Yet, prime minister Johnson seems to be arguing that the Covid-19 crisis has put the costs associated with Brexit "very much into perspective". By this, one infers that he is saying that, because Covid has cost us a shed-load of cash, the Brexit costs aren't quite so important. Somehow, he doesn't seem to understand that some firms damaged by the pandemic measures will be less able cope with Brexit burdens.

Then, in spite of everything, it is looking increasingly uncertain that new IT, customs experts and lorry parks will be ready by the end of the year. And if they are taking this seriously, neither Johnson nor Mr Gove are showing any signs of it. Johnson is insisting that what he calls the "Project Fear" warnings of anti-Brexit campaigners will turn out to be ill-founded.

He thinks that there are "big opportunities for this country to do things differently and do things better". I suppose opportunities for bankruptcy could come in this category, although I'm not sure of how one does it better. Perhaps we need guidance on world-beating bankruptcy methods.

Nevertheless, one gets a little bit tired of this hype on Project Fear. We on this blog are by no means "anti-Brexit" yet we too are warning of substantial adverse effects from leaving the Single Market. Are we to be regarded as "Project Fear" as well? And if so, at what point does fear become reality?

For instance, Gove has not disputed industry estimates that some 50,000 new private sector customs agents will have to be hired by business to deal with formalities at the UK-EU border - regardless of whether the two sides reach a trade deal. It seems that businesses are not allowed to be worried about potentially crippling cash flow problems, even though they are known to exist.

And for Northern Ireland traders, we seem to have another layer of uncertainty as the Brexiteers nibble round the edges of the Withdrawal Agreement. For those who thought it was a done deal hadn't reckoned on the bad faith of these Muppets, even though Brussels has once again ruled out re-opening this treaty.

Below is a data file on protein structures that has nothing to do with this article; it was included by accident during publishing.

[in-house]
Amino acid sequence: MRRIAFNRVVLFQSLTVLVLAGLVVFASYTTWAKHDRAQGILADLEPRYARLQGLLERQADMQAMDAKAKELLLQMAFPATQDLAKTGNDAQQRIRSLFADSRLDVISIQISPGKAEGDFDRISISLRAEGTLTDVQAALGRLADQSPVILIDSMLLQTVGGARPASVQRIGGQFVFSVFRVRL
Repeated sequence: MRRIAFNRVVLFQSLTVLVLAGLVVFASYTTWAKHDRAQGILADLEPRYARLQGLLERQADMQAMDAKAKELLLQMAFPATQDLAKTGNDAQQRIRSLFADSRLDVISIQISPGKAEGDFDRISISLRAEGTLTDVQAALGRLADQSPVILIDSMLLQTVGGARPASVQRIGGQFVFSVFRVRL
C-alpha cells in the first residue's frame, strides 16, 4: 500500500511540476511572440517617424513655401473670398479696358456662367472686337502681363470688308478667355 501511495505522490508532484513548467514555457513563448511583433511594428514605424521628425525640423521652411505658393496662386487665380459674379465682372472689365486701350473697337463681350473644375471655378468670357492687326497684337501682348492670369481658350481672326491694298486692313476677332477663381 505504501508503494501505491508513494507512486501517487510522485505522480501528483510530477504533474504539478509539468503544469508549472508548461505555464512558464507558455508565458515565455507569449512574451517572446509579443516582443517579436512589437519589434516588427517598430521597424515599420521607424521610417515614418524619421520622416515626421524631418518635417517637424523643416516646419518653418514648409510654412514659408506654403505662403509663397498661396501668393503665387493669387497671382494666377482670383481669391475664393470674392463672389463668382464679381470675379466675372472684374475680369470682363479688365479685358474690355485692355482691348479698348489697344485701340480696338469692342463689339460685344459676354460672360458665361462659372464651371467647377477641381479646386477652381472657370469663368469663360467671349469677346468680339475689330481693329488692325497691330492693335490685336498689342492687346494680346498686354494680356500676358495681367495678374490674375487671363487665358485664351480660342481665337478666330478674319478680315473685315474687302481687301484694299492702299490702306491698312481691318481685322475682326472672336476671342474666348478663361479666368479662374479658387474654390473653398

The main event, for the moment, though, is the burgeoning cost of Brexit, and it is interesting to see John Crace pitch in with his own critique of Gove's performance.

Having the Chancellor of the Duchy of Lancaster make a statement, outlining the government's exciting £705 million "let's get going" advertising campaign, he sees as Gove telling the Commons that "everything we now get for free and with no hassle" is "about to get a whole lot more expensive and time-consuming".

Crace too notes how difficult it is to pin Gove down on anything. "Then there are few cabinet ministers more adept at reframing acts of deliberate self-harm as public service announcements", he writes.

But then, it looks as if Gove will have a lot of announcements to make, so he will need to pace himself. Apparently, he is to open 10-12 Brexit border customs sites, so that will be keeping him busy for a while, as he writes the next chapter of our glorious history as "a fully independent United Kingdom".

So far, that chapter has just had added to it a 206-page document detailing the new border controls, but it leaves Richard Burnett, head of the Road Haulage Association, distinctly unimpressed.

He is warning of a serious shortage of customs agents and has expressed concern about a proposed new "Smart Freight" app, that lorry drivers will have to complete in advance before travelling to ports in Kent.

Hauliers have been promised it will be ready by the end of the year, but Burnett said: "That's not that much use to say it's ready by the end of the year. We need to be able to touch, feel and train people on the functionality for it to be working from 1 January".

What Burnett needs to get to grips with is that, while we might have "smart freight", we have dim politicians. And, for those, there is no known cure.

Also published on Turbulent Times.






comments powered by Disqus











Log in


Sign THA





The Many, Not the Few